Friday, June 30, 1961 9:30pm
Jesse Peterson sat silently by himself on the top row of the bleachers in the high school gym, his head in his hands, elbows on his knees as he watched his classmates on the floor below him. It was the final dance of the final year of his high school education. He had graduated and would be off to university in the fall. However, unlike his pals, he wasn’t in a celebratory mood.
It was bad enough that Don Pollard had stolen his girl, Juliet Crouse. That she had made a display of dumping him had been a dose of humiliation he could have done without. He asked himself for the tenth time what the hell he was doing here. Was he looking for a replacement for Juliet? It wasn’t good for a guy’s ego to be without a girlfriend for any length of time. Naw, it wasn’t that. It must be a latent masochistic streak in him.
Pollard was the quarterback of the modestly successful Ridgeview High School football team, while Jesse was starting second baseman for the baseball team. In terms of competency, it had been Jesse’s glove and bat that had been the keystone to their championship year. In terms of status, Don had it all over Jesse. What was that old song? “You’ve got to be a football hero to get along with the beautiful girls.” That was a perverse truth.
Around ten o’clock, Jesse felt the headache which had been resident for most of the day, begin to reassert itself. His closest friends were occupied with their girlfriends on the dance floor and wouldn’t miss him. He rose, looked around one last time at the end of this part of his life, and left for home.
His mother looked up in surprise as he walked in the front door.
“What are you doing home this early?”
“Headache,” he said simply without further explanation. “Good night.” He walked down the stairs to his bedroom on the lower level of their split-level home while his mother and father looked at each other. His mother was the first to react. She stood and followed her son down the stairs.
She found him in the bathroom, stripped to the waist, searching his medicine cabinet.
“I knew something was wrong when you didn’t eat all your dinner. How long have you had a headache?”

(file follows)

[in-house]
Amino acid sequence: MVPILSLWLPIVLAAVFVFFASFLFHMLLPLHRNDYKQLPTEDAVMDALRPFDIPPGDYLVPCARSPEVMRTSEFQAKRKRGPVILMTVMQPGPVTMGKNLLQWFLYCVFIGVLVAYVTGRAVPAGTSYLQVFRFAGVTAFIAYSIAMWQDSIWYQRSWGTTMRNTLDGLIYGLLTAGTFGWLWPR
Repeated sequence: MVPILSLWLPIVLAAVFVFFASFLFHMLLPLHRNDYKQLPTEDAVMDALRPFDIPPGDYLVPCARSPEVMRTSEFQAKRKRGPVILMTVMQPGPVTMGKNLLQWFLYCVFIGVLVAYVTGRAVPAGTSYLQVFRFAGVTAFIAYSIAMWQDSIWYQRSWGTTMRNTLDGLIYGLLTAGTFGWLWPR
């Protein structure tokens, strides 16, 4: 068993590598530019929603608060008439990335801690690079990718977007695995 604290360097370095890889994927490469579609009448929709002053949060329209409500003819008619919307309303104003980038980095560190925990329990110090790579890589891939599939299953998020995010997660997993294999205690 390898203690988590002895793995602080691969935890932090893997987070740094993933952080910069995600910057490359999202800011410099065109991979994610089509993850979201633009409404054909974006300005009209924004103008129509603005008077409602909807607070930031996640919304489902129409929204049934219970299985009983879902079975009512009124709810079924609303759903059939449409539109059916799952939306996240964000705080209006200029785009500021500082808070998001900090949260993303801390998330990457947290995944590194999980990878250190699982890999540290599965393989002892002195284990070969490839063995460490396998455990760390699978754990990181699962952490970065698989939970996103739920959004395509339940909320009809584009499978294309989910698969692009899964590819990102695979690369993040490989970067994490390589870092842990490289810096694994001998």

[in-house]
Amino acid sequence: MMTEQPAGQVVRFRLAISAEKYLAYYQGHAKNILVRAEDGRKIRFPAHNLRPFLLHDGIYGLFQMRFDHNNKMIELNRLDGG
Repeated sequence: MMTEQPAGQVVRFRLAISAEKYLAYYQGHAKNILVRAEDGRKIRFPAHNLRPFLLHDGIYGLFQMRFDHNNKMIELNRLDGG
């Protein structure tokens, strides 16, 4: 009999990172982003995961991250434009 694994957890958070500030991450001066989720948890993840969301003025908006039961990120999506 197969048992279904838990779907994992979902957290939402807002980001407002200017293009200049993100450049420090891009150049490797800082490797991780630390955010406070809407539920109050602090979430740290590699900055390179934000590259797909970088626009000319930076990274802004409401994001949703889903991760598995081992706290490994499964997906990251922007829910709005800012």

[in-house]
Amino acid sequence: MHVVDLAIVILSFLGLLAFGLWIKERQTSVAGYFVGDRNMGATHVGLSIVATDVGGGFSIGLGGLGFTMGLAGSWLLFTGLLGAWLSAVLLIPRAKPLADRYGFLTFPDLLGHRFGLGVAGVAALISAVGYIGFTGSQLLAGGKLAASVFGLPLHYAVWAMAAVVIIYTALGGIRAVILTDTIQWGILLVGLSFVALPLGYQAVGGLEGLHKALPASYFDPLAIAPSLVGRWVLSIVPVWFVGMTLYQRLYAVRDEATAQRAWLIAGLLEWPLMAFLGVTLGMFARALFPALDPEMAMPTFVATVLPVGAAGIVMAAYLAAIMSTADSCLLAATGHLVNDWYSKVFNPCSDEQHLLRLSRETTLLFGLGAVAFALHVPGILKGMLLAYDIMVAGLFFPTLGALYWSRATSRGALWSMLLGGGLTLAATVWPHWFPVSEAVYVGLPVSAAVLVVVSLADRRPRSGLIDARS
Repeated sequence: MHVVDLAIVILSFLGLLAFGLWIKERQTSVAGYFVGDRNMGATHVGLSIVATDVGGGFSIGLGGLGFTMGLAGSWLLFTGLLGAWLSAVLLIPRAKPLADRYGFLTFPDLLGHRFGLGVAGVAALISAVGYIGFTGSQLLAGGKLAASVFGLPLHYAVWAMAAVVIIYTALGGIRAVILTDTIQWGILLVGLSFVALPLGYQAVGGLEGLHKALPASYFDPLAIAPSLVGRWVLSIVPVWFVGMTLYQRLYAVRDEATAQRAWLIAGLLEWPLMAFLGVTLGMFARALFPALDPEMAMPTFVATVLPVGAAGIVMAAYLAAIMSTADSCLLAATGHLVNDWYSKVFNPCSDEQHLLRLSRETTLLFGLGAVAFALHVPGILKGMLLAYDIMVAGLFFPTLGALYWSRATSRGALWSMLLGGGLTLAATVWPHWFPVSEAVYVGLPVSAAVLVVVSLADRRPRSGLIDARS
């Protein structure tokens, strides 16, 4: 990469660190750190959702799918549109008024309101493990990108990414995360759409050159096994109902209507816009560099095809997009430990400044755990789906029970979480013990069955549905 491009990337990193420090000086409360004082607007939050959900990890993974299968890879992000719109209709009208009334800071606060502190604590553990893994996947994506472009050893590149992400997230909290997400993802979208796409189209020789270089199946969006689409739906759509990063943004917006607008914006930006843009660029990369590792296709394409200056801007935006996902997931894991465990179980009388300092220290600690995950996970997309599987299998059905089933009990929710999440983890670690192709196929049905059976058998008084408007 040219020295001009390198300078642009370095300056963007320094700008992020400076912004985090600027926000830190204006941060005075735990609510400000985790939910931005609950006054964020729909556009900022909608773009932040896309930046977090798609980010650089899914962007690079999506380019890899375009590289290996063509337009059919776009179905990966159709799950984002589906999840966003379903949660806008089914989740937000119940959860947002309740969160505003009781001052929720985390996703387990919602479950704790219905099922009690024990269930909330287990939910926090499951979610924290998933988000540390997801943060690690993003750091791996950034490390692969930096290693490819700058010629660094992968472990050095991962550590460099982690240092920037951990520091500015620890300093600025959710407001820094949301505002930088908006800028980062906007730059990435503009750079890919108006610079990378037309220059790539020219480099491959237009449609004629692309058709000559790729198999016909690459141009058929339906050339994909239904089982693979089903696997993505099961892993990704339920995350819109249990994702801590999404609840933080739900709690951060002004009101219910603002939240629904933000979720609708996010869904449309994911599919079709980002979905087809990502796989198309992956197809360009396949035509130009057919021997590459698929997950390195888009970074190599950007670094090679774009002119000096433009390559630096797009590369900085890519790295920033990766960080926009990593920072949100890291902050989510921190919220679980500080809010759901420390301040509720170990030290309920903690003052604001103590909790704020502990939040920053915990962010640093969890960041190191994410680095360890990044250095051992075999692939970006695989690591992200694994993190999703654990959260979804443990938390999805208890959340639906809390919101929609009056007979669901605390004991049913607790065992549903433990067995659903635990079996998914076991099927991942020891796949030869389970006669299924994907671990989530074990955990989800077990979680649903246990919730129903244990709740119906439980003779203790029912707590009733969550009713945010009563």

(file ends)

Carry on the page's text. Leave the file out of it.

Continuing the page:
“I don’t know. Most of the day, I guess. It wasn’t too bad. I took some aspirin, but it came back on me a little while ago. I decided to come home and get some sleep. Maybe it’ll be gone by morning.”
“That’s a shame, Jesse. It was your last high school dance ... the graduation dance,” she said with some sadness. “Was Juliet there?”
He paused and sighed. “Yeah ... she was there, showing off her new boyfriend.”
“Well ... don’t get too upset about it. It says something about her character that she’d do what she did. Besides, she’s not going on to university, so you won’t see her very often, if at all. You’re a good looking young guy. You’ll find someone who won’t treat you like that. Someone you can trust. There are a lot of young ladies to choose from on campus. Thousands, I would guess.”
That was his mother, always looking on the bright side, the eternal optimist. Right at that moment Jesse didn’t feel very optimistic at all. Right at that moment he just wanted this headache to go away and allow him to get some sleep.
Wednesday, July 5, 1961 10:00 am
“He’s burning up, Doctor Phelps,” Margaret Peterson said with concern. “I can’t seem to wake him for any length of time. What’s wrong with him? He’s been like this for four days now. He should be in the hospital.”
“Now, now, Mrs. Peterson, there’s no need to panic. He’s contracted some kind of bug and we’re running the blood tests to see if we can spot what’s happening. We’ve checked for Meningitis, but there’s no sign of that ... happily. We’ll just have to keep trying to find the cause. In the meantime, I’ve given him another shot of penicillin.”
Michael Peterson stood by silently, deeply concerned about his son’s health. Everything seemed to be trial and error methodology when it came to medicine. He was an engineer. He thought in straight lines. You gather the information about what isn’t performing normally, and you track the various components one by one to determine the cause. This was day five of his son’s mysterious illness and as yet they had not determined the cause. In his gut, he knew this was more serious than Doctor Clive Phelps was letting on.
He could see the fear in Margaret’s eyes. She knew something was very wrong, but both of them felt the same helplessness to act. Phelps was an experienced man with a wealth of knowledge. They had no alternative but to leave it in his hands, but both of them would have felt better if the good doctor had intervened sooner, sending Jesse to the hospital where specialists could examine him.
“I’ll see you tomorrow, Mrs. Peterson. If he’s no better, I’ll ask to have him transferred to St. Andrew’s hospital. We won’t quit until we have this solved, I promise you,” the doctor said solemnly to both of the young man’s parents.